A chance to celebrate culture, tradition: Applications open for 70th Cherry Blossom Festival
HONOLULU (HawaiiNewsNow) - The Cherry Blossom Festival is entering its 70th year, and organizers are looking for contestants for the upcoming event.
The Cherry Blossom Festival is one of the longest, continually running ethnic festivals in Hawaii.
Having started in 1953, the festival was created to celebrate Japanese culture and to support young Japanese-American women.
Over the course of six months leading up to the festival, participants will take part in cultural activities such as taiko classes and tea ceremonies.
“I think that the assumption sometimes for the Cherry Blossom Festival is that it’s a beauty pageant but that is not emphasized at all. Really what it’s about is the professional development and the cultural aspect of it,” said Brianne Yamada, the 69th Cherry Blossom Queen.
“There’s a lot of classes like calligraphy and ikebana that are a lot more traditional that in a day to day life that you may just kind of overlook.”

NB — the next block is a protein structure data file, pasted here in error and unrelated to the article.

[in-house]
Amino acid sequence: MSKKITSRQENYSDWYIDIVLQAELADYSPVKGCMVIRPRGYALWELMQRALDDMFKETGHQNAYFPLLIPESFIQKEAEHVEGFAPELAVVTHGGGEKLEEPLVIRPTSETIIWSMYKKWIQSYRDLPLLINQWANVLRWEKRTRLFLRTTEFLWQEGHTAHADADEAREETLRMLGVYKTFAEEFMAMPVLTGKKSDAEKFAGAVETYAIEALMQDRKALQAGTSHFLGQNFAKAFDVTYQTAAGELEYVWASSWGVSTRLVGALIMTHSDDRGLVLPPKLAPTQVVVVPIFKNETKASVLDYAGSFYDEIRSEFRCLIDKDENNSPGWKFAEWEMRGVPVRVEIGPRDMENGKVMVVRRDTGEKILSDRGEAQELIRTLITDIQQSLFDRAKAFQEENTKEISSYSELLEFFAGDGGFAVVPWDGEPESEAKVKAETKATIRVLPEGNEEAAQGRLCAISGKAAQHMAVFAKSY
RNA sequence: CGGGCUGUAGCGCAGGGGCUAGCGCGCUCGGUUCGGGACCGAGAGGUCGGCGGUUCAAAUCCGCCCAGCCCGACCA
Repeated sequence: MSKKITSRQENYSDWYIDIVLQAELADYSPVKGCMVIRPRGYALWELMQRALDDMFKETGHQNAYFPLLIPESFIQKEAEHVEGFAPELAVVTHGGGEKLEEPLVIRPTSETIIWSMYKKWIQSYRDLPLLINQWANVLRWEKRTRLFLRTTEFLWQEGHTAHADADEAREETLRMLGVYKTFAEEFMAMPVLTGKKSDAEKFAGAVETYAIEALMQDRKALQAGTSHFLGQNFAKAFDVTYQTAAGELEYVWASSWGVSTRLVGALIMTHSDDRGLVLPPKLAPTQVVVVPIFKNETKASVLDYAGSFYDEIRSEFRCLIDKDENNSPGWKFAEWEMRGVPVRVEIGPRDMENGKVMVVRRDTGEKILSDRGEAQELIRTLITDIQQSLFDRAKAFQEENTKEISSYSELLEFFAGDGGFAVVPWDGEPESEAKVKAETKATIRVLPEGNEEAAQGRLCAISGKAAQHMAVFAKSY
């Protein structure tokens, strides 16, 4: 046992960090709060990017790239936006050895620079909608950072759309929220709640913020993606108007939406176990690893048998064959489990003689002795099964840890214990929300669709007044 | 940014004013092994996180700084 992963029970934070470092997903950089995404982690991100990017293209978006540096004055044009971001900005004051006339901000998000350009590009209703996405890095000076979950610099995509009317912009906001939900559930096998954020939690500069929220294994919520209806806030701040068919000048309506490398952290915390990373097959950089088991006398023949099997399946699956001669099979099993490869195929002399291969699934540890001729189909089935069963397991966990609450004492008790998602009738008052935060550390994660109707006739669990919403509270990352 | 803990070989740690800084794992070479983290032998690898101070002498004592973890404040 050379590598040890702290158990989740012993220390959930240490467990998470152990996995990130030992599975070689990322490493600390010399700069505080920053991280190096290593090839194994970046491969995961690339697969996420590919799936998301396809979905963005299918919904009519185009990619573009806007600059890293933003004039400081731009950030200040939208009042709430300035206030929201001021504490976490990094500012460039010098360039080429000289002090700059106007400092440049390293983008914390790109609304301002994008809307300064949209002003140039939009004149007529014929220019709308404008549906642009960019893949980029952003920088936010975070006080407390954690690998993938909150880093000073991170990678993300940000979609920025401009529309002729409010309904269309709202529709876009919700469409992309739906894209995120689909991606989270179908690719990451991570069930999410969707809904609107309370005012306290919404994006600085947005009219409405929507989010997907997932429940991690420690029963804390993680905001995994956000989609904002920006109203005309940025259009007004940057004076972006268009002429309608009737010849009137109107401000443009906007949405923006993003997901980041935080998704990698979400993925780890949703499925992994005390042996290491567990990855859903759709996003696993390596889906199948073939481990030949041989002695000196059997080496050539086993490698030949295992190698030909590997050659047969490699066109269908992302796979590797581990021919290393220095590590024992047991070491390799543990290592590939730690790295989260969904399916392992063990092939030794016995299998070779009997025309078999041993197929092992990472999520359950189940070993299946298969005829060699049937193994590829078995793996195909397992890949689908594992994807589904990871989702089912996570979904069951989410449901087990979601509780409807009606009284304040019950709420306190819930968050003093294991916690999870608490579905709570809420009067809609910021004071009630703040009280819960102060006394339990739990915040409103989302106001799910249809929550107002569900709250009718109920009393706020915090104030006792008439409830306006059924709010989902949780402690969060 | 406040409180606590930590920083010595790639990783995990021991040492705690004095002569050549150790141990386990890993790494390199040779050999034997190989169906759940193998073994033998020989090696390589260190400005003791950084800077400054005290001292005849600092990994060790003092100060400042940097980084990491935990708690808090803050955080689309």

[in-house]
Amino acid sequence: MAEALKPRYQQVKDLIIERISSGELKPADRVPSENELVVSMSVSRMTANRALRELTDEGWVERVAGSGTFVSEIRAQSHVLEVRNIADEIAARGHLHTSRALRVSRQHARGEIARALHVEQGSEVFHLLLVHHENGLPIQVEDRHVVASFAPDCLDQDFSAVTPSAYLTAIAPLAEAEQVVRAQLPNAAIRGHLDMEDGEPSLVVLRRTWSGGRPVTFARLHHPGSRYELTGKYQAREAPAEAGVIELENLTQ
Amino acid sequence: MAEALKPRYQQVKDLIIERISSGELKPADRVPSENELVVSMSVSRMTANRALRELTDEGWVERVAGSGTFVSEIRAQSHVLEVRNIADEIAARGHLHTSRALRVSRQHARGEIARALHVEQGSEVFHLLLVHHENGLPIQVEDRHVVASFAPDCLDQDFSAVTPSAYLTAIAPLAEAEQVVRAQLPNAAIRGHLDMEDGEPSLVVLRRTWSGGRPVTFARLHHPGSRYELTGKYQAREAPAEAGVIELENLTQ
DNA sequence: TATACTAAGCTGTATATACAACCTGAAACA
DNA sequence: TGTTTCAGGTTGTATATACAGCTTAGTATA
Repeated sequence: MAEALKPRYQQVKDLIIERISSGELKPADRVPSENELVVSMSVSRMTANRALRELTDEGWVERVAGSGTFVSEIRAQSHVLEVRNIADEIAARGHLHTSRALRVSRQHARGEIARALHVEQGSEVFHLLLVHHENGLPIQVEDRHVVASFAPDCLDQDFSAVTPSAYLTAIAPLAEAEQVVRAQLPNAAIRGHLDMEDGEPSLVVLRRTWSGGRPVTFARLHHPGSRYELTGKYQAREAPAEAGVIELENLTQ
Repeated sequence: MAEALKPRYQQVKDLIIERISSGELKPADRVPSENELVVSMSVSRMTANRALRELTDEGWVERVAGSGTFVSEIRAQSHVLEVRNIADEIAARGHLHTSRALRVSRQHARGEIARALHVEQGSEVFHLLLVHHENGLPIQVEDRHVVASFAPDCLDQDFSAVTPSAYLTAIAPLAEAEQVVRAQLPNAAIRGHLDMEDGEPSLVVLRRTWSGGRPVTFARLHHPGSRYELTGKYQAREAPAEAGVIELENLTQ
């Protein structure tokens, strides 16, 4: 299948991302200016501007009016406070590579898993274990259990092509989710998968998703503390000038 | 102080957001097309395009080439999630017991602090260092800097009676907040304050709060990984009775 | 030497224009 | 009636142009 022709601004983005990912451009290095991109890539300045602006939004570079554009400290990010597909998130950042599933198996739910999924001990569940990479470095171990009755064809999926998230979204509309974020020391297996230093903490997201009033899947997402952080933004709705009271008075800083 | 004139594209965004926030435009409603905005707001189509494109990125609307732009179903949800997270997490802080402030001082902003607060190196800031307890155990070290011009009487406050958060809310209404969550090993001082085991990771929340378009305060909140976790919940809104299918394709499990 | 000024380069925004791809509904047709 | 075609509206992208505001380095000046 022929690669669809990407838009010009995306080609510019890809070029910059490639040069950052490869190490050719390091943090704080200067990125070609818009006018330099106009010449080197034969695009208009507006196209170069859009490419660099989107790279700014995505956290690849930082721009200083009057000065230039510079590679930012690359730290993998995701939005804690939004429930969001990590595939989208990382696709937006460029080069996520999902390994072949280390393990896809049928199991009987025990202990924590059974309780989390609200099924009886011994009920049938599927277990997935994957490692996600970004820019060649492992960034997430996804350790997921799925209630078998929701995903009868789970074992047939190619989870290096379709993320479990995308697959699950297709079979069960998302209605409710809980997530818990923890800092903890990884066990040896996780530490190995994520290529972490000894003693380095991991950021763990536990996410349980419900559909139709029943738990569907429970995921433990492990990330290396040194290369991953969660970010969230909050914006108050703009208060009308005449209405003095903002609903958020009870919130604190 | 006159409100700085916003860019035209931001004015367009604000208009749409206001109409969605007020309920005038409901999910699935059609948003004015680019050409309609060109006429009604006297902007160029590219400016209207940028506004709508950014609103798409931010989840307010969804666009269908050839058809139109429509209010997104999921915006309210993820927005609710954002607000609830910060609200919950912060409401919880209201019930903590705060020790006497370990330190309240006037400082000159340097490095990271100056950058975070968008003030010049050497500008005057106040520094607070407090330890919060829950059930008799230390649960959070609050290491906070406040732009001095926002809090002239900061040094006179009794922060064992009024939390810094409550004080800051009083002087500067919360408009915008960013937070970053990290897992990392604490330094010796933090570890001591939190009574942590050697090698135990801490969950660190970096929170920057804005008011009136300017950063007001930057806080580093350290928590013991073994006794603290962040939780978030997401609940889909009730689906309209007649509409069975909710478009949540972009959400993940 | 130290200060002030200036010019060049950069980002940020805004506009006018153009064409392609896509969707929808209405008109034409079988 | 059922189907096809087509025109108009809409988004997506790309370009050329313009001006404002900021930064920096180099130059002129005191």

This past year, many events were held virtually due to the pandemic.
Although the festival was held differently compared to past years, contestants were still able to learn and celebrate their Japanese heritage.
“Cherry blossom and this entire process has really been the silver lining through COVID. It was something that challenged the volunteers but also challenged me to do something out of my comfort zone,” Yamada said.
Organizers said applications for the upcoming festival are now open and must be be postmarked by August 15 to be considered.
In order qualify, applicants must be at least half Japanese or Okinawan and must be between the ages of 19 and 28 years old.
For more information or to apply, click here.
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